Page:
Inside Eckert station before it closes

Posted at 9:06 AM, Feb 16, 2016
and last updated 2016-02-16 09:15:25-05

Three iconic smoke stacks ready to shut down.

"We feel it's time to retire Eckert station. It's been a workhorse for many years," said Dick Peffley, BWL's General Manager. "It's supplied Lansing with reliable energy since the 50's, but now it's time to look forward."

A look inside, and you'll see fifty year old equipment spread out across dimly lit floors.

"All the pumps and everything that are used to pump the water into the boilers that help turn the water to steam to make electricity," said Peffley.

A process that has slowed down over the years.

"Most days we only have one to two units on," said Peffley. "We use the power from our other plants. It's more efficient, more environmentally friendly versus this plant."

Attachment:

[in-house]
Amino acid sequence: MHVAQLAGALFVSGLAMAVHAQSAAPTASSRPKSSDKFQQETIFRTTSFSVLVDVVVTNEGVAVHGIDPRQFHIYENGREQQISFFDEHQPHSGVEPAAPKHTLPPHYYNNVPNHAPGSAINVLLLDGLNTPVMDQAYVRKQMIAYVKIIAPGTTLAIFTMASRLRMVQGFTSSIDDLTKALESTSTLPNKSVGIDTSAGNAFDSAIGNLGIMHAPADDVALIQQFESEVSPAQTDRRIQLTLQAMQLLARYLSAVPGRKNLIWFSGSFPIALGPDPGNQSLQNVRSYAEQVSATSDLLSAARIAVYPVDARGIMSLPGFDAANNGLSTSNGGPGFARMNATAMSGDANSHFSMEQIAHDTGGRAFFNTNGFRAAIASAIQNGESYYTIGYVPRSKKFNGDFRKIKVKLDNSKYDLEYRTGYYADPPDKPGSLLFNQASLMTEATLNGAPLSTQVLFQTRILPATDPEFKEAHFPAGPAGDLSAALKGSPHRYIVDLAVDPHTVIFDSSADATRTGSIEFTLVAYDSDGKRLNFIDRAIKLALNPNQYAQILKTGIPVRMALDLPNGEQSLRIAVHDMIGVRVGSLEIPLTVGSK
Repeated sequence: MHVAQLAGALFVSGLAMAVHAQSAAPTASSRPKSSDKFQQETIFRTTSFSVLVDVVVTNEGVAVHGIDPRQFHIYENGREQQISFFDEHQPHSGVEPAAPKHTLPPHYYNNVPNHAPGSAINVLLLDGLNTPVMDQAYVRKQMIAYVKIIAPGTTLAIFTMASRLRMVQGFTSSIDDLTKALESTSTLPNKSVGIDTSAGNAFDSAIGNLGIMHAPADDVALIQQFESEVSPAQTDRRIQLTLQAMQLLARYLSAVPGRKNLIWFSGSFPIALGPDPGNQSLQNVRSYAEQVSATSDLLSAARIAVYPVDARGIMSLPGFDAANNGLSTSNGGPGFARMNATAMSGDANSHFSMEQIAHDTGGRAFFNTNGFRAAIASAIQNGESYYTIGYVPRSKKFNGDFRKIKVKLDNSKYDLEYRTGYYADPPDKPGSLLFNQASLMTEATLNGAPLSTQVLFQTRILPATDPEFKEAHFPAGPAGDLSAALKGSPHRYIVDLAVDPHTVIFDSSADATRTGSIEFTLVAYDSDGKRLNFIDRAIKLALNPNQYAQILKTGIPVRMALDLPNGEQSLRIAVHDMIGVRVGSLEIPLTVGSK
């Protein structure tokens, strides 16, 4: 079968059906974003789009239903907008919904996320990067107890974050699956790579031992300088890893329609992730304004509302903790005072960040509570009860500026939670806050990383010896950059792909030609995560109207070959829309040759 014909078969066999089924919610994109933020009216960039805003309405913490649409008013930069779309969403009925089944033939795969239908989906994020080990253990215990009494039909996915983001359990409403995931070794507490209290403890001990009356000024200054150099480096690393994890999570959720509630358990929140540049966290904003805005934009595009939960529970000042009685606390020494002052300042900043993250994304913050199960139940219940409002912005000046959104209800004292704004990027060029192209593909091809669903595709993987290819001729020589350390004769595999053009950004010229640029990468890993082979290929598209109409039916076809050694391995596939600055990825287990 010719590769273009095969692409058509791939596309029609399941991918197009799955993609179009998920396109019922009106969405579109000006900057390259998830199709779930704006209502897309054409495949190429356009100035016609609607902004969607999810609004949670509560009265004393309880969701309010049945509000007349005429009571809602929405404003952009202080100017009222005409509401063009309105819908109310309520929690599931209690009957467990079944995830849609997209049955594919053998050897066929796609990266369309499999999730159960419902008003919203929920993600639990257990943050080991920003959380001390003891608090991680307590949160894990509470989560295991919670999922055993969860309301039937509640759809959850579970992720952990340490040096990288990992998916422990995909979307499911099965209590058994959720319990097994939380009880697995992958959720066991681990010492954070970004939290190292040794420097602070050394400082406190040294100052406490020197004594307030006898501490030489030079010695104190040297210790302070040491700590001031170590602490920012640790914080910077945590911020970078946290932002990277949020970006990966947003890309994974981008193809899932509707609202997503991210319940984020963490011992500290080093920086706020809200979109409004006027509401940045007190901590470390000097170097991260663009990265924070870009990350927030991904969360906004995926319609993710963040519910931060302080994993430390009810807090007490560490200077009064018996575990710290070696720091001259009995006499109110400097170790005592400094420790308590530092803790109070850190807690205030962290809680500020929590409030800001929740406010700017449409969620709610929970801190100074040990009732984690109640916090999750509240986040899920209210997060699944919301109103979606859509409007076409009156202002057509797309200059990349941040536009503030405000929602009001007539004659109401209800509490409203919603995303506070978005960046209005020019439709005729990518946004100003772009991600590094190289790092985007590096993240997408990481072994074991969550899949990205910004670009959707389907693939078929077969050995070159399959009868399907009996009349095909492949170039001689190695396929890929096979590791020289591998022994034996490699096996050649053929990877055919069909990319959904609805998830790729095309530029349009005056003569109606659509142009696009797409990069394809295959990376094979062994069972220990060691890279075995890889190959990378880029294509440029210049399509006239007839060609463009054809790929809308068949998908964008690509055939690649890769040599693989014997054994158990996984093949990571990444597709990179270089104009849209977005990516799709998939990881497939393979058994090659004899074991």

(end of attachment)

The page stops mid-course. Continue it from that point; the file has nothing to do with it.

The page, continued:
In the beginning when the plant ran all six of its turbine generators, burning more than a million tons of coal a year. But now it only burns about a fifth of that and generates electricity mainly for the downtown area.

"The steam goes through there and turns the blades and is mechanically hooked to the generator right there," explained Peffley. "That's what makes the electricity."

The generators at the new REO Town Plant can go from zero to a hundred percent output in 10 minutes. But at Eckert, it can take at least eight hours.

"The hotter the water is, the faster it'll boil and turn to steam," said Peffley. "The old plant you can see how challenging it is to do work here."

It costs about 60 percent less to create the same amount of electricity.

"Eckert station runs on coal and natural gas is much cleaner," said Peffley. "As we move forward. we'll be looking at that. Coal plant will not be in our future."

A future that starts in 2020.